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For several years I had been doing the same thing, over and over, I worked and lived in a city, and I spent these years travelling mostly to other cities, with the random jaunt to the country, but I was never far from the hustle and bustle of the city. I suppose I grew deaf to the noise, the sirens, the dull roar of traffic, the constant hum, and not so occasional loud voices of thousands of people. I walked on concrete, tile, and paved paths to the same places, I often said that I could walk to work in my sleep. When I travelled, foreign cities soon became familiar, I would see the same shops on the streets that I would see at home, the people seemed the same, (I live in one of the most diverse cities in the world, and hearing many different languages is an everyday occurrence), their voices blending into the hum of the city or town.

In November 2015, I decided it was time again to travel somewhere I didn’t know a soul. It wasn’t as daring as you may think, it was New Zealand, a very safe country for a woman to travel alone in, and of course they speak English, so no language troubles. But I still felt I needed to spend at least a couple of weeks on my own, and the closest friends I had were a four hour flight away.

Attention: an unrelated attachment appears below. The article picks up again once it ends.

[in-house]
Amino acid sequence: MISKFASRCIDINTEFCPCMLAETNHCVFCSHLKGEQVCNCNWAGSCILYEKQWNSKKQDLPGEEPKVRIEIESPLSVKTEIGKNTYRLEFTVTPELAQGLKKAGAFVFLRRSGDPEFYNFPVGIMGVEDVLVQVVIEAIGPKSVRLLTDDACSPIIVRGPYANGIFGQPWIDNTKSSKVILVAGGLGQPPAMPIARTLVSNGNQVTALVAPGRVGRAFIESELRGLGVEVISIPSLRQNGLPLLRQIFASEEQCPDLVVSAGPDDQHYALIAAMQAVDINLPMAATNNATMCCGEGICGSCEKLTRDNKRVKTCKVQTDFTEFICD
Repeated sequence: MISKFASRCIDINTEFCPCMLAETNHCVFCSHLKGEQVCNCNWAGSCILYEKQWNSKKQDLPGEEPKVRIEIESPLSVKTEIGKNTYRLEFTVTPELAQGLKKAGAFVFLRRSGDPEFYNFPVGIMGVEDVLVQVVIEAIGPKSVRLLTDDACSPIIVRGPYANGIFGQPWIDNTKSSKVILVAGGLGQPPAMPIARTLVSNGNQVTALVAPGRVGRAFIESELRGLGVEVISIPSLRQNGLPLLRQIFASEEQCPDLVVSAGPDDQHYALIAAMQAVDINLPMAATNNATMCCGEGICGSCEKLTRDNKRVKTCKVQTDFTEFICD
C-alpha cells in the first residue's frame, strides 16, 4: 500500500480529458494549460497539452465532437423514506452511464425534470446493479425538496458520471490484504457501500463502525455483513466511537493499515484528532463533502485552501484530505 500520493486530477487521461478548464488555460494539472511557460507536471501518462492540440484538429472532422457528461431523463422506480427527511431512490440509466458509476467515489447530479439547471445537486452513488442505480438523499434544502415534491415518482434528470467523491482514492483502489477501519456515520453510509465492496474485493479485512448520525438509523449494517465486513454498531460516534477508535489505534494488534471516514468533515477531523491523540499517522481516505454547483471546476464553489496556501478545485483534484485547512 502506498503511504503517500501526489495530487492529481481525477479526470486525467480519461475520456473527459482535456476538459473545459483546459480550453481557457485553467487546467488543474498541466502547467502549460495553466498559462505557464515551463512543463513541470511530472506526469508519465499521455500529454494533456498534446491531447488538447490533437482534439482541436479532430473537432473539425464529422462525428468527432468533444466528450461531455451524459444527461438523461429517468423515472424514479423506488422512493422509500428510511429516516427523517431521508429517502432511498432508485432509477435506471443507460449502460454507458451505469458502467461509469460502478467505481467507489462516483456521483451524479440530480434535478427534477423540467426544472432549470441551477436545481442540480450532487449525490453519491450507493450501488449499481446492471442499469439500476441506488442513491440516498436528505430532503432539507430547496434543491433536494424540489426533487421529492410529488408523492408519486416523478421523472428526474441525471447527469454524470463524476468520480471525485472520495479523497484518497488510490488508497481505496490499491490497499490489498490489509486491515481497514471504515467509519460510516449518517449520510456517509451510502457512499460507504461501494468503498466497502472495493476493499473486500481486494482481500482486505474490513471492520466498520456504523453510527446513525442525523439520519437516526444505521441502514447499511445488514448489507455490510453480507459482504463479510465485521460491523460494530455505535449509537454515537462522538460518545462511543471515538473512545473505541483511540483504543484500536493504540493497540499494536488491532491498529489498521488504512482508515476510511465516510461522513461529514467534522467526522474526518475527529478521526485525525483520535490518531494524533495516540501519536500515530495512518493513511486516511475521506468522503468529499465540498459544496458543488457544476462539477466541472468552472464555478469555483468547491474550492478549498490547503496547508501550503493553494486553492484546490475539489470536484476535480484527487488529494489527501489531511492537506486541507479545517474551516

I arrived in Aukland very early in the morning, and had to wait to check into my hotel ,so I spent most of my first day roaming the city, which yes, did become a bit similar. Don’t get me wrong, I really liked it there, the people there are lovely, very friendly and fun. But the hum of the city was still there.

The following day I travelled to the Tongariro National Park Village where I stayed for a few days. The remainder of that day was spent settling in, and hitting the local pub, (I think it was perhaps the only). The next day I headed out to Whakapapa for the first day of my planned hikes, and it was there that I found my happy place, well, one of them.

It wasn’t long into my walk when I suddenly came to a stop, something felt very odd. I looked around for something, anything that would explain why I was feeling this way, it wasn’t an uncomfortable feeling, just odd, and then I came to the understanding, I was out 0f my comfort zone, and I loved it!

It was the sounds, or lack of so many, as all I could hear was the wind and birdsong, and when I took a few steps, my own footfalls upon the earth. It was then I felt a weight, I wasn’t conscious of carrying, seem to be lifted from my shoulders.

The quiet seemed at first a bit disconcerting, and I felt a slight panic when I realised I was completely alone, but it was the quiet that soon brought the calm.
I still love to people watch, I enjoy the buzz of the city, but I need those moments when I’m as far away from people and the noise they make to keep my sanity, and it’s time to start plotting a break from the din.